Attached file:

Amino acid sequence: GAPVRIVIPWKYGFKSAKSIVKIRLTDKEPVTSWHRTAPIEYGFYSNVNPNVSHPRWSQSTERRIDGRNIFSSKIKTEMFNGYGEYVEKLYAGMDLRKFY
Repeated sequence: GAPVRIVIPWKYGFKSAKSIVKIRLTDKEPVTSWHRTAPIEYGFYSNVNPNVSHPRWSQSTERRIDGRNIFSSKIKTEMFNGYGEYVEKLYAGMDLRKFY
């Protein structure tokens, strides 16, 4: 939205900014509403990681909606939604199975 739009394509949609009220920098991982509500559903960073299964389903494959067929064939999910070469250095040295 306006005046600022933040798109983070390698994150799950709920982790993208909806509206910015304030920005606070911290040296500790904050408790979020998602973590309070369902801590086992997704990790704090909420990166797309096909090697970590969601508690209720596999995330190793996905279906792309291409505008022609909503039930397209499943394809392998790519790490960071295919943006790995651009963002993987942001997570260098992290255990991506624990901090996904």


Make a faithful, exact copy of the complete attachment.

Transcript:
Amino acid sequence: GAPVRIVIPWKYGFKSAKSIVKIRLTDKEPVTSWHRTAPIEYGFYSNVNPNVSHPRWSQSTERRIDGRNIFSSKIKTEMFNGYGEYVEKLYAGMDLRKFY
Repeated sequence: GAPVRIVIPWKYGFKSAKSIVKIRLTDKEPVTSWHRTAPIEYGFYSNVNPNVSHPRWSQSTERRIDGRNIFSSKIKTEMFNGYGEYVEKLYAGMDLRKFY
């Protein structure tokens, strides 16, 4: 939205900014509403990681909606939604199975 739009394509949609009220920098991982509500559903960073299964389903494959067929064939999910070469250095040295 306006005046600022933040798109983070390698994150799950709920982790993208909806509206910015304030920005606070911290040296500790904050408790979020998602973590309070369902801590086992997704990790704090909420990166797309096909090697970590969601508690209720596999995330190793996905279906792309291409505008022609909503039930397209499943394809392998790519790490960071295919943006790995651009963002993987942001997570260098992290255990991506624990901090996904």